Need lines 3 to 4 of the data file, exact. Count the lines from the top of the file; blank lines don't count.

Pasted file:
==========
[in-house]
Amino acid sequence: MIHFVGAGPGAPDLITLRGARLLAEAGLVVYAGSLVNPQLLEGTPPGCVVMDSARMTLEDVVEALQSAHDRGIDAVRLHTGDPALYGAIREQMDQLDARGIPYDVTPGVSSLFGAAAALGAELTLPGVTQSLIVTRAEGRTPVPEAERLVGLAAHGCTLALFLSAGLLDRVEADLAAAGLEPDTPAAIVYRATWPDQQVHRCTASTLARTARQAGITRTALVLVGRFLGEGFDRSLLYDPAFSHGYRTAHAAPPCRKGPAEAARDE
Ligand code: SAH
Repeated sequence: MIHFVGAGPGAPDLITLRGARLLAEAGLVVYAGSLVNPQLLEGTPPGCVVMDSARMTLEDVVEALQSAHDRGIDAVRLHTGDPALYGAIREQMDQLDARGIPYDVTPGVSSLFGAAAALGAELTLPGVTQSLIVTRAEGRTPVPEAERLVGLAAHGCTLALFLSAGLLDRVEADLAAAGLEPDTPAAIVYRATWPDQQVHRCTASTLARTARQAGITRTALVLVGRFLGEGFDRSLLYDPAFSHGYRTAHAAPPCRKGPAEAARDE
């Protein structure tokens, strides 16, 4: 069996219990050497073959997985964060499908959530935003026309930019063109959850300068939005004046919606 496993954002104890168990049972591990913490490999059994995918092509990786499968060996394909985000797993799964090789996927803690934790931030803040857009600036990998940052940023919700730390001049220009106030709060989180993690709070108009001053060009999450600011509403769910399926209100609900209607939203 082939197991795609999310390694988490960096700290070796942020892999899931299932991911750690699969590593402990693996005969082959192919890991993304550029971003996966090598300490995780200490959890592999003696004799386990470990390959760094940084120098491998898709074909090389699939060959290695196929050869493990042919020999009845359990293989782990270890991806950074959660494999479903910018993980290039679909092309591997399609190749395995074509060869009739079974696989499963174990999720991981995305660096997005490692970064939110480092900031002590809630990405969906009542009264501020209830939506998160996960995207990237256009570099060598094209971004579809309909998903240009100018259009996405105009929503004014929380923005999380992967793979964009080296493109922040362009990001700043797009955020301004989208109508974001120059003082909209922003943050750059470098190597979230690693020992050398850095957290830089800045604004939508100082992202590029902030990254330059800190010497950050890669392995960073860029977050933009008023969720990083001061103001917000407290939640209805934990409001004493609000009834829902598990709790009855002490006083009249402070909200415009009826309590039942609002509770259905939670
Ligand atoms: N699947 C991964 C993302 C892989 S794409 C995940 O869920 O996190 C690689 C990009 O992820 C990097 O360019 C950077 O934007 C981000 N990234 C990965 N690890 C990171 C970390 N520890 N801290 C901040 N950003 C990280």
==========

Ligand code: SAH
Repeated sequence: MIHFVGAGPGAPDLITLRGARLLAEAGLVVYAGSLVNPQLLEGTPPGCVVMDSARMTLEDVVEALQSAHDRGIDAVRLHTGDPALYGAIREQMDQLDARGIPYDVTPGVSSLFGAAAALGAELTLPGVTQSLIVTRAEGRTPVPEAERLVGLAAHGCTLALFLSAGLLDRVEADLAAAGLEPDTPAAIVYRATWPDQQVHRCTASTLARTARQAGITRTALVLVGRFLGEGFDRSLLYDPAFSHGYRTAHAAPPCRKGPAEAARDE